43%, emphasizing the importance of the surgeon in
performing careful and complete tumor resection.
– (Shamberger et al, 1999)
• National Wilms Tumor Study Group (NWTSG)
in North America
• the International Society of Paediatric
Oncology (SIOP), mainly in European
– Significant differences in guidelines however,
overall survival rates are no different for patients
treated using the NWTSG and SIOP approaches.
International Society of Paediatric
• Neoadjuvent chemotherapy
– Tumor shrinkage
– reducing the risk of intraoperative rupture or
– Decrease morbidity by omitting XRT ex.post-
chemotherapy stage I
National Wilms Tumor Study Group
• Surgery followed by Chemotherapy
Bilateral Wilms Tumors
• 5% to 7% of children with Wilms
• Preoperative chemotherapy with the goal of
• Renal-sparing nephrectomy.
• Arise from cells of the neural crest that form the
adrenal medulla and sympathetic ganglia.
• Tumors may occur anywhere along the sympathetic
chain within the neck, thorax, retroperitoneum, or
pelvis, or in the adrenal gland.
• 75% arise in the retroperitoneum, 50% in the adrenal,
and 25% in the paravertebral ganglia.
• wide range of clinical presentations
• Can undergo spontaneous regression, differentiate to
benign neoplasms, or exhibit extremely malignant
• Neuroblastoma accounts for 8% to 10% of all
• It is the most common malignant tumor of
• peak incidence is 2 years of age
• Amplification of the N-MYC oncogene seen in
roughly 20% of primary tumors is an adverse
• Children 1 year old or younger have a better
survival rate than older children.
• 20% of patients with familial neuroblastoma
• adrenal or multifocal primary tumors, which
are quite unusual in spontaneous cases.
• Asymptomatic abdominal mass. may cross the midline
• Abdominal pain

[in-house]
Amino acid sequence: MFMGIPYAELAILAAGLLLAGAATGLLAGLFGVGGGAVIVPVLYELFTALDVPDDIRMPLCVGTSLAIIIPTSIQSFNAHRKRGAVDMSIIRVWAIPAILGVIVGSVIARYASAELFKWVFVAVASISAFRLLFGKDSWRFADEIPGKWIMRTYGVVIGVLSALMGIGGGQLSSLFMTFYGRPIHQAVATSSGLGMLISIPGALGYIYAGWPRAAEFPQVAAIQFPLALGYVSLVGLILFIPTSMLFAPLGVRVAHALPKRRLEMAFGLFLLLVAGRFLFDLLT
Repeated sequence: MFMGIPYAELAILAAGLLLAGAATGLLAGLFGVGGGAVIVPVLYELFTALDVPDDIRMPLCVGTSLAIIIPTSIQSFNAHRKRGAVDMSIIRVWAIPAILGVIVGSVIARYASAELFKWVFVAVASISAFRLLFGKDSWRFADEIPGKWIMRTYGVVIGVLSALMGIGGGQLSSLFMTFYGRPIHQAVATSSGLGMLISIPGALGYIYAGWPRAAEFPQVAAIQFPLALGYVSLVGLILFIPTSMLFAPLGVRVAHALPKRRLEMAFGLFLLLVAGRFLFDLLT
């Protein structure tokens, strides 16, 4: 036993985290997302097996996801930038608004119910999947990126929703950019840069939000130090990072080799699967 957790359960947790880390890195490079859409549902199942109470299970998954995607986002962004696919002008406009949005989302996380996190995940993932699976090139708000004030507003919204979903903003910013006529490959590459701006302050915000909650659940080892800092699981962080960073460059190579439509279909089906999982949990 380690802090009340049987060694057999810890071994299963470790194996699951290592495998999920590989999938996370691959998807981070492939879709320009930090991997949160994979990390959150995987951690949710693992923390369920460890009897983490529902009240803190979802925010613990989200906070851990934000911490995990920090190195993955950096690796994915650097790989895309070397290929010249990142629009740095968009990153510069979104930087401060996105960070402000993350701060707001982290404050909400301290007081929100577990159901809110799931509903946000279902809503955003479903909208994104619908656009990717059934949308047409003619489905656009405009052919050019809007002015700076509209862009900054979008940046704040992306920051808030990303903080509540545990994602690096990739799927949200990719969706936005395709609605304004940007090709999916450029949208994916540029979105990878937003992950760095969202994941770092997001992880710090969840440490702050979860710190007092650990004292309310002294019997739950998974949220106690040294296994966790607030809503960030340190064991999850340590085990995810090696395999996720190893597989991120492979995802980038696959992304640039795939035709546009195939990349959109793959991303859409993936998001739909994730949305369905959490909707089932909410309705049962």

• Signs of metastatic disease. 70% of patients at diagnosis
– Pain from the tumor mass or from bony metastases.
– Proptosis and periorbital ecchymosis retrobulbar metastasis.
– Compression the spinal cord, causing muscle weakness or
– Catecholamine release may mimic symptoms seen in
pheochromocytoma: paroxysmal hypertension, palpitations,
flushing, and headache.
– Vasoactive intestinal peptide severe watery diarrhea and
– Paraneoplastic neurologic findings, including cerebellar ataxia or
• Metabolites of catecholamines,
Vanillylmandelic acid (VMA) and homovanillic
acid (HVA), are found in 90% to 95% of
• Bone marrow aspirate and biopsy.
• CT or MRI
(MIBG) scans for
Neuroblastoma Staging System (INSS)
• The treatment modalities primarily used in the
management of neuroblastoma are surgery,
chemotherapy, and radiation therapy.
• The goals of surgery are to establish the
diagnosis, stage the tumor, excise the tumor (if
localized), and provide tissue for biologic studies.
– Children with stage I neuroblastoma have a disease-
free survival rate of greater than 90% with surgical
excision alone (O’Neillet al, 1985; Nitschke et al, 1988;
DeBernardi et al, 1995). Chemotherapy is indicated
only in the event of recurrence unless the child has N-
MYC amplification and unfavorable histology